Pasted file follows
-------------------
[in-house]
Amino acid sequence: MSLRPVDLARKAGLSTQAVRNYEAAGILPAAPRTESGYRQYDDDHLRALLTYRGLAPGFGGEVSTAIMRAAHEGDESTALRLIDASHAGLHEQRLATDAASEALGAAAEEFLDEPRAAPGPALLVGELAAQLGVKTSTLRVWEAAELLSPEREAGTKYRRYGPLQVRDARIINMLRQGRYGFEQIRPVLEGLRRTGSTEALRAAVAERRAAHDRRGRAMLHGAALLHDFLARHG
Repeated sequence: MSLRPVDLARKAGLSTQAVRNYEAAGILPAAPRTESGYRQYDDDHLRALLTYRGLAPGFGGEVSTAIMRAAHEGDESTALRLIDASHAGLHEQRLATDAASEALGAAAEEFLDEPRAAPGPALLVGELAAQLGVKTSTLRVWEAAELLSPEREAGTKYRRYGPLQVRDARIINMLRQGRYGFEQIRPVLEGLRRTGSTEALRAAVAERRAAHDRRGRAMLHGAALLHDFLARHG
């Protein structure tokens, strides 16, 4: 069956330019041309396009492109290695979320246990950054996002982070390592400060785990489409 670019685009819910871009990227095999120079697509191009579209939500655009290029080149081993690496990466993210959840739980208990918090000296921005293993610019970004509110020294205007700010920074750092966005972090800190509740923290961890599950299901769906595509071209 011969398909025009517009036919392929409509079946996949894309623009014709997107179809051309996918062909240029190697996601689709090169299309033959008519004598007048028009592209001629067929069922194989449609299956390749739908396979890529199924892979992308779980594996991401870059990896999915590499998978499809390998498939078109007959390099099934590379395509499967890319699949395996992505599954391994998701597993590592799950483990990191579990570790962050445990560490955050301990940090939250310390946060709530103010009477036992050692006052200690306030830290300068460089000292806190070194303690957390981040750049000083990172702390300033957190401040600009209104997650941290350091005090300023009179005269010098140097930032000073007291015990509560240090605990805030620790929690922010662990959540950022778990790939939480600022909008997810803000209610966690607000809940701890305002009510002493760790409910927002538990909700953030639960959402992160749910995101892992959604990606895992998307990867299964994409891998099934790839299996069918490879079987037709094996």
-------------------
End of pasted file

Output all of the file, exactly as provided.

[in-house]
Amino acid sequence: MSLRPVDLARKAGLSTQAVRNYEAAGILPAAPRTESGYRQYDDDHLRALLTYRGLAPGFGGEVSTAIMRAAHEGDESTALRLIDASHAGLHEQRLATDAASEALGAAAEEFLDEPRAAPGPALLVGELAAQLGVKTSTLRVWEAAELLSPEREAGTKYRRYGPLQVRDARIINMLRQGRYGFEQIRPVLEGLRRTGSTEALRAAVAERRAAHDRRGRAMLHGAALLHDFLARHG
Repeated sequence: MSLRPVDLARKAGLSTQAVRNYEAAGILPAAPRTESGYRQYDDDHLRALLTYRGLAPGFGGEVSTAIMRAAHEGDESTALRLIDASHAGLHEQRLATDAASEALGAAAEEFLDEPRAAPGPALLVGELAAQLGVKTSTLRVWEAAELLSPEREAGTKYRRYGPLQVRDARIINMLRQGRYGFEQIRPVLEGLRRTGSTEALRAAVAERRAAHDRRGRAMLHGAALLHDFLARHG
């Protein structure tokens, strides 16, 4: 069956330019041309396009492109290695979320246990950054996002982070390592400060785990489409 670019685009819910871009990227095999120079697509191009579209939500655009290029080149081993690496990466993210959840739980208990918090000296921005293993610019970004509110020294205007700010920074750092966005972090800190509740923290961890599950299901769906595509071209 011969398909025009517009036919392929409509079946996949894309623009014709997107179809051309996918062909240029190697996601689709090169299309033959008519004598007048028009592209001629067929069922194989449609299956390749739908396979890529199924892979992308779980594996991401870059990896999915590499998978499809390998498939078109007959390099099934590379395509499967890319699949395996992505599954391994998701597993590592799950483990990191579990570790962050445990560490955050301990940090939250310390946060709530103010009477036992050692006052200690306030830290300068460089000292806190070194303690957390981040750049000083990172702390300033957190401040600009209104997650941290350091005090300023009179005269010098140097930032000073007291015990509560240090605990805030620790929690922010662990959540950022778990790939939480600022909008997810803000209610966690607000809940701890305002009510002493760790409910927002538990909700953030639960959402992160749910995101892992959604990606895992998307990867299964994409891998099934790839299996069918490879079987037709094996």